July 17, 2011 § Leave a comment
As noted a few weeks back, I have begun work on a new macro tutorial series entitled “The art of Macro Photography”.
Due to other commitments, including the imminent launch of my new website, it has taken a while longer than I had hoped to produce the first part of this series. But I am now happy to report that the first part is now ready.
I have decided to start slowly, with Part 1 being a simple introduction to the genre and will be moving on to the next part shortly. By the time the series is complete, I hope it proves useful and informative to at least some out there!
Of course, if you have any feedback about this first part, as requests for anything you would like included in future parts of the series, feel free to let me know!
Below is a direct link to a downloadable pdf document. Either click to view directly, or right click and choose “Save as” to save the file to your PC.
June 20, 2011 § 4 Comments
Over the last couple of years I’ve had a lot of people ask me for more information on how I capture my macro images. I’ve often threatened to put together a series of tutorials and walkthroughs of my processes, but until now I simply haven’t managed it. Well, I figure that it’s about time I actually changed that!
Over the coming months I will be endeavouring to sift through a mountain of thoughts in an attempt to dilute them down to some practical and structured notes that will hopefully give you some insights into how I go about my macro work. I will try to encompass as much as I can, from equipment, through to in-the-field techniques and my digital work-flow.
At the end of the series, I hope to have shed enough light on the subject to help those already interested in macrophotography as well as hooking a few of those who have been wondering what the fuss is all about. In my opinion, the more people we can encourage to either try the genre or even just appreciate the subjects, the better!
June 18, 2011 § Leave a comment
At the end of a long shooting session, when you have lost the light and exhaustion is setting in, it becomes all to easy to take off your shooting glasses and let your senses return to the everyday world.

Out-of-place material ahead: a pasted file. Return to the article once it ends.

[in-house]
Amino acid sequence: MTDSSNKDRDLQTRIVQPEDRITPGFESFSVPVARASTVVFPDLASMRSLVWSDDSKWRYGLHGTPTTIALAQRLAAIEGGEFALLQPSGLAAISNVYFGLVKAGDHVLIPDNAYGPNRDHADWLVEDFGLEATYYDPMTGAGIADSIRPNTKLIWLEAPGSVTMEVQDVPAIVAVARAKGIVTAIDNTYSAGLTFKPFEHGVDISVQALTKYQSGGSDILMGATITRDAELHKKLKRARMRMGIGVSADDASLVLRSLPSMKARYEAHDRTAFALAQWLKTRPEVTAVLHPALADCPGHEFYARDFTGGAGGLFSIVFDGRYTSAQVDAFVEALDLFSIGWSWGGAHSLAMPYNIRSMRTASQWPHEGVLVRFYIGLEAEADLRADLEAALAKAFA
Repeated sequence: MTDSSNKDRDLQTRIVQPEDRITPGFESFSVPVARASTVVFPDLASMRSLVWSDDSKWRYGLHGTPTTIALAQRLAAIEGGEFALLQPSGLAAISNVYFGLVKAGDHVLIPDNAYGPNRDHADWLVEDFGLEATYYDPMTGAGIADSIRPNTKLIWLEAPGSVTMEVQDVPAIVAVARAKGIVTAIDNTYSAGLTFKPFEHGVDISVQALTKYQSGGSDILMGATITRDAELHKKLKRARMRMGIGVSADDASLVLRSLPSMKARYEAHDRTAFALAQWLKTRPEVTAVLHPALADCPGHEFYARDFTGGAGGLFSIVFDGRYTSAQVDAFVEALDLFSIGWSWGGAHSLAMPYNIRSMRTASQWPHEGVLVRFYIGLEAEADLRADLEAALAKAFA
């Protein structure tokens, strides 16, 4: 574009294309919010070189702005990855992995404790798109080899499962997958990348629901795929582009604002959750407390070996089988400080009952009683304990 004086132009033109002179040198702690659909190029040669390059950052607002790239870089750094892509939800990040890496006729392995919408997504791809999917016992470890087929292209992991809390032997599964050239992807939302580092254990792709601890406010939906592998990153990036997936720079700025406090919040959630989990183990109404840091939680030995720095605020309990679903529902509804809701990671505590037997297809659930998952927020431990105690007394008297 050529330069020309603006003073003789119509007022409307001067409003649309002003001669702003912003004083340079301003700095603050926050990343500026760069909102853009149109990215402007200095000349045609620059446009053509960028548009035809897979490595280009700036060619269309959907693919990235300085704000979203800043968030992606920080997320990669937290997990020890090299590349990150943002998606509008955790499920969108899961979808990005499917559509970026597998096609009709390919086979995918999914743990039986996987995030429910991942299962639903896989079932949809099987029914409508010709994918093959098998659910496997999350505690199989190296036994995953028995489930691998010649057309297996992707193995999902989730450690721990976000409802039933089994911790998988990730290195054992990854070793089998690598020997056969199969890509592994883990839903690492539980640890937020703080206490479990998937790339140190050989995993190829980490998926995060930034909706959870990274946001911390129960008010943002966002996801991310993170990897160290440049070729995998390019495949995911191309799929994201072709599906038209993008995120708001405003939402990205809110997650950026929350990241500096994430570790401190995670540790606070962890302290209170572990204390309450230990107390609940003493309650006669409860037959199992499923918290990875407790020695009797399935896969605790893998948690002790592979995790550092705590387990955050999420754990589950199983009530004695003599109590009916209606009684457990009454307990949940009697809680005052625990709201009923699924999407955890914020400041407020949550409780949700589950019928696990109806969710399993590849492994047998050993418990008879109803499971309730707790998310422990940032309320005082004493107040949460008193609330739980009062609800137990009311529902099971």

It’s at these times however where we need to develop the ability to remain receptive to everything around us. Without even realising, it is possible to slip into a closed mindset where things around us fail to register and we wander blindly through a landscape that at other times would spark our creative juices.
When I first started out in photography, I found that this exact scenario would occur regularly. At the end of a session I would leave an area without noticing the potential around me, only to return at a later stage and wonder how I had missed this shot or that previously. Once I had pinpointed what was happening, I made it a goal to always stay focused until I had returned to the end of my trail.
On a recent outing I found myself on an isolated beach, with a walk of a few kilometres back to my vehicle. The last light of the day had faded and only my trusty torch kept me company. When I headed off the beach and back onto one of several trails that returned to my vehicle, it would have been easy to simply put my head down and slog my way back with thoughts only for a hot meal and a soft pillow. Instead I remained receptive and scanned the off trail areas for potential.
At one point where two trails intersected, a brighter area about 50 metres down the intersecting trail registered on my periphery and stopped me in my tracks. I scanned the area with my torch and was struck by how closed in the trail around the brighter patch was. I could make out twisted vines and trunks arching over the trail and as I swept the torch over the area, the odd large fallen leaf would appear as a flash of glowing yellow. The whole area had an ominous mood about it, as if something had crafted the pathway for its own use and always at the limit of my vision was the brighter patch, as if luring me to come through the twisted trail.